Special Instructions: website was closed in September 2013. Tutorials are no longer updated but due to demand by professors who are still using the tutorials in class assignments, the Kaiser Family Foundation has made them available for download on archive site.

Public Health Financial Management. Year Developed: n.a.. Source: South Central Public Health Partnership. Presenter(s): W. Jack Duncan, PhD. Type: Video Course. Level: Advanced Intermediate. Length: 420 minutes.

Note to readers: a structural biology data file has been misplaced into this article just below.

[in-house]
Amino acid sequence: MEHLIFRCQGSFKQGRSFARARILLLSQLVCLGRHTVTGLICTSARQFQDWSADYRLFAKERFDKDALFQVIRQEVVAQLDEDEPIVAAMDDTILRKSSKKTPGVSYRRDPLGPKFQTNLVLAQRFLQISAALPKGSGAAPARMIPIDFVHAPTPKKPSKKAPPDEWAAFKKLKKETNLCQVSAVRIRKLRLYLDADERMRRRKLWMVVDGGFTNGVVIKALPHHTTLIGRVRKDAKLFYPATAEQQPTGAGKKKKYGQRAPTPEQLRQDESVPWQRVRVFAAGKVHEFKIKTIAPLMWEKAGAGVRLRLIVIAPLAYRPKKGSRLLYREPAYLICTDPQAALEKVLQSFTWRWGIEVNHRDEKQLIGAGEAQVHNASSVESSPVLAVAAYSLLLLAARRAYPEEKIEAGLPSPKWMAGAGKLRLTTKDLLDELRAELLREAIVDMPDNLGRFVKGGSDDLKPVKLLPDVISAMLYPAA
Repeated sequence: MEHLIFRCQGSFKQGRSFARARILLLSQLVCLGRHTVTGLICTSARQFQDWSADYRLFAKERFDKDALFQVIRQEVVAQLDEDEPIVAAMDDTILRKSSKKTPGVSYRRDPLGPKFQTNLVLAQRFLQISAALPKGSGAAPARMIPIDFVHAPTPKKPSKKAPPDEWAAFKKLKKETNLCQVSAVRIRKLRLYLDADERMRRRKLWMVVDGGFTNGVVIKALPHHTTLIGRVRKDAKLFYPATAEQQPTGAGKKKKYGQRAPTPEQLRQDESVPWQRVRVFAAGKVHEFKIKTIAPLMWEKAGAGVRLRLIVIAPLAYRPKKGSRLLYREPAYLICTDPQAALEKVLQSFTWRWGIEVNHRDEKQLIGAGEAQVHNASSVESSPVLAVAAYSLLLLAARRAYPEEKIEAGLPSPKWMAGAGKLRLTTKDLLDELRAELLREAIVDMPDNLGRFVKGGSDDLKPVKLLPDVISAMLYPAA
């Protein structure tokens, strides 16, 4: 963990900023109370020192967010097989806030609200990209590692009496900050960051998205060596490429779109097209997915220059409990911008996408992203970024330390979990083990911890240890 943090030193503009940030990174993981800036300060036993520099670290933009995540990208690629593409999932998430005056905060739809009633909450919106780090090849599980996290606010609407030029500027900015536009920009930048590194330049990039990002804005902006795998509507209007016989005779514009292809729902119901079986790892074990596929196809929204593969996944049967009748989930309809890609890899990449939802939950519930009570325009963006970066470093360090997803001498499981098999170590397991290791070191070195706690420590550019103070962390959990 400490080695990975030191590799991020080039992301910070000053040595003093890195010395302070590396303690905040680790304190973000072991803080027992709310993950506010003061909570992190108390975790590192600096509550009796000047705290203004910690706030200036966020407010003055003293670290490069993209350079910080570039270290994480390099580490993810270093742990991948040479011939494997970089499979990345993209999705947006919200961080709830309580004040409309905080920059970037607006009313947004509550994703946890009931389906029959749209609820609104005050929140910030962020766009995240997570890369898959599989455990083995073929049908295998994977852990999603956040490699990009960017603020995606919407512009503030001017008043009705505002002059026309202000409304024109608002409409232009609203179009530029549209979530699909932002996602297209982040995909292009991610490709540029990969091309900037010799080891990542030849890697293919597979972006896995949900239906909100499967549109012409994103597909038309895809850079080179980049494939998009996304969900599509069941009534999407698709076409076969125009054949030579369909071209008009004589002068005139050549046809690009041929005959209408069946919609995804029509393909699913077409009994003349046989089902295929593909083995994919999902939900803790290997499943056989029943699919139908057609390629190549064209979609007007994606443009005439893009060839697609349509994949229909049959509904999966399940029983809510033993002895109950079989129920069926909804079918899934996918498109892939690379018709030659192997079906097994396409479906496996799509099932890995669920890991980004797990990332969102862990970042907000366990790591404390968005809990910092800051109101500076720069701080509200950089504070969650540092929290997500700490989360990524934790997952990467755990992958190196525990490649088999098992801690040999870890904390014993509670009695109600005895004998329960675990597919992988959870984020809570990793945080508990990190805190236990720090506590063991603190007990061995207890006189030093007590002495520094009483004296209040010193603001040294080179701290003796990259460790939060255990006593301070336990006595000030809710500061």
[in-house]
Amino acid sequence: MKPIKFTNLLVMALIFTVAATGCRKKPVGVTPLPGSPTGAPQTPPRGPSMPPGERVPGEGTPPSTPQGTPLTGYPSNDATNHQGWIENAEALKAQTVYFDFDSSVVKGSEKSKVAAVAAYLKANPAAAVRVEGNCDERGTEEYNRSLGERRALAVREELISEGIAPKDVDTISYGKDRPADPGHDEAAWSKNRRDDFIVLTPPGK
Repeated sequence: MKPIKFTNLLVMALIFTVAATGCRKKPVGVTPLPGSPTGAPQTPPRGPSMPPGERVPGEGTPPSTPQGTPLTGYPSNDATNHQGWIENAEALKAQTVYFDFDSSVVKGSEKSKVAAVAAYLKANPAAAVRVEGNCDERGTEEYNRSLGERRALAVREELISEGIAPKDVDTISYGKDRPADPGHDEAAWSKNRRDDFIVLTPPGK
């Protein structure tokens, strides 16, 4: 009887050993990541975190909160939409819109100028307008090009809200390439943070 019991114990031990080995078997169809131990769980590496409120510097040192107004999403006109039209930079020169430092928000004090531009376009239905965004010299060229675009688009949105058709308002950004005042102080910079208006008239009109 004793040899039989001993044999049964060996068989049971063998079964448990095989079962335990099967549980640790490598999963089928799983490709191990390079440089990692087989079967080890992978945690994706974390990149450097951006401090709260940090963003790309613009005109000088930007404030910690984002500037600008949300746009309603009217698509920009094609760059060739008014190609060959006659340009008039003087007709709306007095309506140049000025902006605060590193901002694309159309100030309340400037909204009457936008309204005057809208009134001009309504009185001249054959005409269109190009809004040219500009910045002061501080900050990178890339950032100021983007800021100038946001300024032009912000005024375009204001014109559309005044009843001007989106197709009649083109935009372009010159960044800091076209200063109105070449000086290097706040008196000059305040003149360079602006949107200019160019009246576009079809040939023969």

Annotation: This course is divided into four video modules, and includes PowerPoint slides to use with each lecture and talk. Module 1 provides an overview of finance, discussing sources of revenues, defines important financial terms, and talks about the budget process. In session 2, Dr. Duncan interviews Jerry W. Stephens PhD about financial and managerial accounting, as well as financial statements. The two presenters also discuss cost behavior, including fixed and variable costs. Segment 3 includes an interview with Stuart Capper, DrPH who defines and elaborates on capital budgeting specifically in public health settings compared to the private sector. They also discuss a case study in capital budgeting and how money changes over time. Module 4 concludes with an interview with Michael E. Fleenor, MD, MPH who discusses integrating strategic thinking and financial planning and his experiences with this type of planning process. A quiz is available after completion of the course.